Chest auscultation is a straightforward but highly useful diagnostic technique that dates back to over 2,000 years ago.
What is Chest Auscultation?
Chest auscultation involves using a stethoscope to listen to a patient’s respiratory system and interpreting the lungs sounds heard (Physiopedia 2015).
Auscultation is a fundamental component of physical examination that can assist in the diagnosis of respiratory issues. It is a non-invasive, safe procedure dating back to the era of Hippocrates (who used his ear rather than a stethoscope), making it one of the oldest diagnostic techniques (Physiopedia 2015; Sarkar et al. 2015; Proctor & Rickards 2020).
In addition to the respiratory system, auscultation can also be used to examine the heart, circulatory system and gastrointestinal system (Physiopedia 2015).
Despite being a fairly straightforward assessment, chest auscultation is a skill that requires considerable practice and understanding of the respiratory system so that you can differentiate normal respiratory sounds from abnormal and adventitious sounds (e.g. wheezes and crackles), and accurately diagnose patients (Sarkar et al. 2015).
The more lung sounds you listen to, the easier it will be to identify an abnormality and report it to a member of the medical team.
It is important to remember that auscultation is just one component of respiratory assessment; ensure you also monitor the rise and fall of the patient’s chest and identify any potential difficulties they may be experiencing (shallow breathing, pain, use of accessory muscles, reduced ability to follow instructions, sputum production, asymmetry of the chest etc.)
Chest auscultation should be contextualised to a patient’s medical history and form one component of a holistic assessment (Proctor & Rickards 2020).
What are Lung Sounds?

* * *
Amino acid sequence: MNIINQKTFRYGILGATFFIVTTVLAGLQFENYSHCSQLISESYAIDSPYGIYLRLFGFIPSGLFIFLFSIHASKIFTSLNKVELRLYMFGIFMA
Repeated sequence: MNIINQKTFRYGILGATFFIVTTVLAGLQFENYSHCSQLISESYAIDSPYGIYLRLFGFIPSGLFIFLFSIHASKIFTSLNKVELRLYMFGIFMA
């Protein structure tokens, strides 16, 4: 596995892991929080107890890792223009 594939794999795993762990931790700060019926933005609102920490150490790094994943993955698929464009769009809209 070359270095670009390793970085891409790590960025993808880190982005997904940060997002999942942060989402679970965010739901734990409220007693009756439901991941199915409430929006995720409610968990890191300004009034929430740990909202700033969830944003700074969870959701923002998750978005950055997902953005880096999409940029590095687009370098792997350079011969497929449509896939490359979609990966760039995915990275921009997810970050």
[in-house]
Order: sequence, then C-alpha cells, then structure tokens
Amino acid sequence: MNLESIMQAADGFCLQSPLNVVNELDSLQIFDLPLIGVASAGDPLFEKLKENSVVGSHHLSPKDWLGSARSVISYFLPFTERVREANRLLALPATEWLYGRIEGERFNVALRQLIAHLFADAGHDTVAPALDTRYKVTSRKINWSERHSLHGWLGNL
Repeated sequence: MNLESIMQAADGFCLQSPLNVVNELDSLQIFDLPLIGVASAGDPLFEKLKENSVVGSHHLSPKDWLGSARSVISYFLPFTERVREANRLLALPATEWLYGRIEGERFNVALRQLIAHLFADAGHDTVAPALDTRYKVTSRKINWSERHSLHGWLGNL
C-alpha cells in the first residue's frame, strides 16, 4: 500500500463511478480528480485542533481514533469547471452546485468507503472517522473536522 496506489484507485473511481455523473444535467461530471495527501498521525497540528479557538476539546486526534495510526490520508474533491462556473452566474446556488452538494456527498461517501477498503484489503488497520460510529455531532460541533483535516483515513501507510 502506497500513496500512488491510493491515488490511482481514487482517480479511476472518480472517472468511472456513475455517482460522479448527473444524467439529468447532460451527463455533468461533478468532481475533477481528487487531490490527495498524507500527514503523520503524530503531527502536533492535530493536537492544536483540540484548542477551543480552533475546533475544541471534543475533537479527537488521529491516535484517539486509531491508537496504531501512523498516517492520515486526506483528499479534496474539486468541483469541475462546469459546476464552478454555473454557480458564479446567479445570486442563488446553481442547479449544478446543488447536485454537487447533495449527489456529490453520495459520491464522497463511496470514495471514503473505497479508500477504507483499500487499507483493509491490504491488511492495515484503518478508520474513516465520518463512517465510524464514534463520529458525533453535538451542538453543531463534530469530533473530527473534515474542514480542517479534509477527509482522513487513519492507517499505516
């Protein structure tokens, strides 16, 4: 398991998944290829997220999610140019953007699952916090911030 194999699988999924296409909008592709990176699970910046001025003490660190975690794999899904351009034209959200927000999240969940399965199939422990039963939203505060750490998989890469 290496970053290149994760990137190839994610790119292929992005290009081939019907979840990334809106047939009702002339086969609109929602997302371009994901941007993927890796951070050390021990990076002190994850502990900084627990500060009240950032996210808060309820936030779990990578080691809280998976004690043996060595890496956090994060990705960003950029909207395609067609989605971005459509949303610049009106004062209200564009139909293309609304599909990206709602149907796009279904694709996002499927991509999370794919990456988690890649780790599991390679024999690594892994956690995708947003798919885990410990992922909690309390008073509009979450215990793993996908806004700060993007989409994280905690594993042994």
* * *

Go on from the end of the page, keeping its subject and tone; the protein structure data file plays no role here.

Lung sounds are caused by vibrations of the vocal cords during inspiration and expiration, which are transmitted to the trachea and bronchi. These sounds can be used to monitor airflow through the trachea and bronchial tree (Proctor & Rickards 2020).
Problematic lung sounds may be abnormal (meaning they are absent, sound different to normal sounds or are heard in a different location to what is normal) or adventitious (additional sounds that are heard over the top of regular sounds) (Prakash, Mullick & Pawar 2015).
Ideally, chest auscultation should be performed on all patients as part of a head-to-toe assessment. This will ensure you have adequate insight into patients’ condition at the commencement of your shift and will be able to escalate care if any deterioration is identified.
Other situations where chest auscultation may be used include:
Patient deterioration (or early detection of deterioration);
Suspected fluid overload;
On admission to hospital;
Admittance of an ICU patient back to the ward;
Baseline assessment at shift commencement;
Before surgery (perioperatively);
After surgery (postoperatively);
Intraoperatively (by the anaesthetic nurse or doctor);
After extubation and intubation in critical care settings.
(Tsotsolis et al. 2015; Prakash, Mullick & Pawar 2015)
How to Perform Chest Auscultation
Prepare a quiet environment so that you will be able to clearly hear the patient’s lung sounds.
Ensure the patient is haemodynamically stable before mobilising them.
Ensure the patient’s pain (if any) has been adequately treated. Consider analgesia if needed.
Ensure all lines and drains are positioned safely when mobilising the patient.
Sit the patient in a chair or upright on the side of the bed if possible.
Consider PPE precautions if required (always follow your organisation’s policies and procedures).
Ensure you have a clean, designated stethoscope for the patient.
The assessment requires the patient’s chest and back to be exposed - ensure the patient’s privacy and dignity is maintained.
Using gentle pressure, place the diaphragm (chest piece) of the stethoscope flat on the patient’s chest.
Listen to lung sounds on the anterior chest using the ‘stepladder’ pattern. At each point, you should ensure the diaphragm stays in contact with the chest for one full inspiration and expiration cycle.
Repeat this process for the posterior chest (avoiding the scapula).
Listen to the patient’s right lateral chest (they will need to move their right arm out of the way). Listen to the superior lobe, then the middle lobe, then the inferior lobe.
Repeat this process for the left lateral chest (there is a superior and inferior lobe only).